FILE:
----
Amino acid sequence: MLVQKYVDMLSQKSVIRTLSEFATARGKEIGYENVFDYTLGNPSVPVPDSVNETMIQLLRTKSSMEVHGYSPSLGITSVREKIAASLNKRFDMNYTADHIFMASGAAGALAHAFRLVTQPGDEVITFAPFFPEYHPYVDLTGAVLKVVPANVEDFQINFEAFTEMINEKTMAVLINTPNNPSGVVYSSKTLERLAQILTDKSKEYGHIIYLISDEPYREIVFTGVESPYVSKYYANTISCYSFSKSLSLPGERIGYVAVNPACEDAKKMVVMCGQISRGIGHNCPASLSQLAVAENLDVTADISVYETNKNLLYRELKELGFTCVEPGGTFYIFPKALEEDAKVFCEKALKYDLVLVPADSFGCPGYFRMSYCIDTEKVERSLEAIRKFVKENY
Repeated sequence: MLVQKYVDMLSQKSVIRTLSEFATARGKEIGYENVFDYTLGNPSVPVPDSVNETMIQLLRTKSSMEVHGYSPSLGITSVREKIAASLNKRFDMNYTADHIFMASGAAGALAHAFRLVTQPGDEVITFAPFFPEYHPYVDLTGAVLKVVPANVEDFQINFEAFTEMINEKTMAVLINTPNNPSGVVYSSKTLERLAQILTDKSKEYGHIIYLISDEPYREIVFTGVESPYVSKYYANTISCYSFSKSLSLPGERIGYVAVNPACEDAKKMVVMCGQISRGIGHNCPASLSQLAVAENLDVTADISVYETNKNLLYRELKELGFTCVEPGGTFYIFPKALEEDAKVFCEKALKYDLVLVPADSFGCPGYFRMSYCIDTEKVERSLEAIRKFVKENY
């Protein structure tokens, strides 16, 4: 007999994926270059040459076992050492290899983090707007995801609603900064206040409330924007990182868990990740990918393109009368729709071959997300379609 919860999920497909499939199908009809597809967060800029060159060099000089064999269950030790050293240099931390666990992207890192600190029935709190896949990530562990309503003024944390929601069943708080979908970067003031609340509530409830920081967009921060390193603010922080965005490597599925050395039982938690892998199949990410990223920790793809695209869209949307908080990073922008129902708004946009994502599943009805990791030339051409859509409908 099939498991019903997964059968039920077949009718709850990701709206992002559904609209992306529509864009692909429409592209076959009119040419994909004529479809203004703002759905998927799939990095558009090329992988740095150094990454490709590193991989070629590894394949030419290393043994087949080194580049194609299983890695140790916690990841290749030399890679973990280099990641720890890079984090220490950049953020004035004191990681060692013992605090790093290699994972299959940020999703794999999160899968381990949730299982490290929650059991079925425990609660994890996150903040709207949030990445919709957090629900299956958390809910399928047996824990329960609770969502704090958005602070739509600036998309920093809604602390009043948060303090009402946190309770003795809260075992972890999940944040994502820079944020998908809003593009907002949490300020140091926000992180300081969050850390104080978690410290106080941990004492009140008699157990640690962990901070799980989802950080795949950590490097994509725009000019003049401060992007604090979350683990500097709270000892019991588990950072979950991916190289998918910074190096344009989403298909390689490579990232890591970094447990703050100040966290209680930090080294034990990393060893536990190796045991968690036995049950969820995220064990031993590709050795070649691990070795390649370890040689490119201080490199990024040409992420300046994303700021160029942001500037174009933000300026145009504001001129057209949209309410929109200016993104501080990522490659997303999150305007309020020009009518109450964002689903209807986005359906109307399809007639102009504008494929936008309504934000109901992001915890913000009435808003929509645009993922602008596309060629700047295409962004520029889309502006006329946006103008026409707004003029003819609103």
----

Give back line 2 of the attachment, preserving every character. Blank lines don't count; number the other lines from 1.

Repeated sequence: MLVQKYVDMLSQKSVIRTLSEFATARGKEIGYENVFDYTLGNPSVPVPDSVNETMIQLLRTKSSMEVHGYSPSLGITSVREKIAASLNKRFDMNYTADHIFMASGAAGALAHAFRLVTQPGDEVITFAPFFPEYHPYVDLTGAVLKVVPANVEDFQINFEAFTEMINEKTMAVLINTPNNPSGVVYSSKTLERLAQILTDKSKEYGHIIYLISDEPYREIVFTGVESPYVSKYYANTISCYSFSKSLSLPGERIGYVAVNPACEDAKKMVVMCGQISRGIGHNCPASLSQLAVAENLDVTADISVYETNKNLLYRELKELGFTCVEPGGTFYIFPKALEEDAKVFCEKALKYDLVLVPADSFGCPGYFRMSYCIDTEKVERSLEAIRKFVKENY